Hydraulic conductivity is a property of vascular plants, soils and rocks, that describes the ease with which a fluid (usually water) can move through pore ... more

Force exerted by stretched or contracted material

In continuum mechanics, stress is a physical quantity that expresses the internal forces that neighbouring particles of a continuous material exert on each ... more

de Laval nozzle - correlation of Area and Velocity

A de Laval nozzle (or convergent-divergent nozzle, CD nozzle or con-di nozzle) is a tube that is pinched in the middle, making a carefully balanced, ... more

Reynolds number - Flow in a pipe with mass flow rate

For flow in a pipe or tube, the Reynolds number is generally defined as presented here.

For shapes such as squares, rectangular or annular ducts ... more

Hagen-Poiseuille Equation

In fluid dynamics, the Hagen–Poiseuille equation, also known as the Hagen–Poiseuille law, Poiseuille law or Poiseuille equation, is a physical law that ... more

Lift coefficient (for an airfoil section)

The lift coefficient is a dimensionless coefficient that relates the lift generated by a lifting body to the density of the fluid around the body, its ... more

Drift Velocity (with current and conductor section area)

The drift velocity is the average velocity that a particle, such as an electron, attains in a material due to an electric field. It can also be referred to ... more

Cross Section

The cross section is an effective area that quantifies the intrinsic likelihood of a scattering event when an incident beam strikes a target object, made ... more

Terminal Velocity (without considering buoyancy)

Terminal velocity is simply the fastest speed that a falling object can reach in a certain circumstance. Different objects have different terminal ... more

Friction Loss (hydraulic slope) - related to pressure change

In fluid flow, friction loss (or skin friction) is the loss of pressure or “head” that occurs in pipe or duct flow due to the effect of the fluid’s ... more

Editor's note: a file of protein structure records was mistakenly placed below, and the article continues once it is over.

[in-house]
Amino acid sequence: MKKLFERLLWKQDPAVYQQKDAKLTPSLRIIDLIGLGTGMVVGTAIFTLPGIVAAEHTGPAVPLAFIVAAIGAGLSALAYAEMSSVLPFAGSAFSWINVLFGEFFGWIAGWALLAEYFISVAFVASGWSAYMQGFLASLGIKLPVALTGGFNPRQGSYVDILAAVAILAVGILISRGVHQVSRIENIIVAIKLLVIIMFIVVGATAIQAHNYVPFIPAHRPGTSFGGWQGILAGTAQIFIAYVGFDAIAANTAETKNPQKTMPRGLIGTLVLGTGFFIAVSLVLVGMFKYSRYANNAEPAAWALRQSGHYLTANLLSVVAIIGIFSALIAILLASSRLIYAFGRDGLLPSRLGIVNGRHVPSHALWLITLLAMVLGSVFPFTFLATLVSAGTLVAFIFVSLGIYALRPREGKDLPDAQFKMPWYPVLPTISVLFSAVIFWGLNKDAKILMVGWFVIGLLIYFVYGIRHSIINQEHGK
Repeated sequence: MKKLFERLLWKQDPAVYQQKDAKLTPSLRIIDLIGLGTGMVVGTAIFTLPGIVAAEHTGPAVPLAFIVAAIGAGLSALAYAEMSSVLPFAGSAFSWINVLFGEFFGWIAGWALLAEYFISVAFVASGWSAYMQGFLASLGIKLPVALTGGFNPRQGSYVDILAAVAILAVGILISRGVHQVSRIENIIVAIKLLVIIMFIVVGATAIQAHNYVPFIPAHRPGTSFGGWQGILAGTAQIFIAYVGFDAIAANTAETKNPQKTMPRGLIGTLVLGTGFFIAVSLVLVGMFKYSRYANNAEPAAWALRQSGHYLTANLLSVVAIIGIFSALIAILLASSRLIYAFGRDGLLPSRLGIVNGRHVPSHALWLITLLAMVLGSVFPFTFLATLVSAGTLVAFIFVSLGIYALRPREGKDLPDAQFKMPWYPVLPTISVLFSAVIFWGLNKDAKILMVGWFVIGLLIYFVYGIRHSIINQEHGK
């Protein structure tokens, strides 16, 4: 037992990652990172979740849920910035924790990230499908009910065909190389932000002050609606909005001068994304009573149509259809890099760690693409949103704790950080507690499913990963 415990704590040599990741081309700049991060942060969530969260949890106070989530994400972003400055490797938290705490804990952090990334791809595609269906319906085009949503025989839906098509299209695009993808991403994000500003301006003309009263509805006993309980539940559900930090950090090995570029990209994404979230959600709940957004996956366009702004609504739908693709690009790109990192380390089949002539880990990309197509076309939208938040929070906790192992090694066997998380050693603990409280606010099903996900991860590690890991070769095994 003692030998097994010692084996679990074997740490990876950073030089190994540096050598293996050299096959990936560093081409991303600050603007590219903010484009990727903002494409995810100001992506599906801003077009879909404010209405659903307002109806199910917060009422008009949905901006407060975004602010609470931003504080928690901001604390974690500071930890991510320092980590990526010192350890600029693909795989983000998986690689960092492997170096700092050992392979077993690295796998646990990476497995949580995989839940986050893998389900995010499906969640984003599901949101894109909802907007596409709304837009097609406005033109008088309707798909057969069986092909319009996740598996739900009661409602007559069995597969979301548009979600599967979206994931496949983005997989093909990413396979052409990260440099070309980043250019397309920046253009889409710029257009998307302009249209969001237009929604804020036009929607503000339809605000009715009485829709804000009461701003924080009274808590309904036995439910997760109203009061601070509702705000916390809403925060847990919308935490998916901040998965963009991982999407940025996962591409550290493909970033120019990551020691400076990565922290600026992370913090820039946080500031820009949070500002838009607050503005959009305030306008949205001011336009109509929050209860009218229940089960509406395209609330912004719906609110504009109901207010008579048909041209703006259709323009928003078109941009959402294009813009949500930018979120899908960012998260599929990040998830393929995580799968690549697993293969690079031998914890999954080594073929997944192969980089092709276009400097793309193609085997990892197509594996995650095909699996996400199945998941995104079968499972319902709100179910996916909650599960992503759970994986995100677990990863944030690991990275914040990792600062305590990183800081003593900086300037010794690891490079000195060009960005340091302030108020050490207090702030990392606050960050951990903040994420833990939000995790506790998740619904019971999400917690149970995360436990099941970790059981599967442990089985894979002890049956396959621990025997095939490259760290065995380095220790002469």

Magnetic flux through a solenoid

A solenoid is a coil wound into a tightly packed helix. In physics, the term refers specifically to a long, thin loop of wire, often wrapped around a ... more

Sears–Haack body (cross sectional area)

The Sears–Haack body is the shape with the lowest theoretical wave drag in supersonic flow, for a given body length and given volume.The mathematical ... more

Worksheet 290

Find the terminal velocity of an 85-kg skydiver falling in a spread-eagle position.

Terminal Velocity (without considering buoyancy)
Rectangle area

where Vt is the terminal velocity, m is the mass of the skydiver, g is the acceleration due to gravity, Cd is the drag coefficient, ρ is the density of the fluid through which the object is falling, and A is the projected area of the object.

Reference : OpenStax College,College Physics. OpenStax College. 21 June 2012.
http://openstaxcollege.org/textbooks/college-physics
Creative Commons License : http://creativecommons.org/licenses/by/3.0/

where h is skydiver height and w the width at “spread-eagle” position

Νatural draught flow rate (draft flow)

The structure which provides ventilation for hot flue gases or smoke from a boiler, stove, furnace or fireplace to the outside atmosphere causes a flow ... more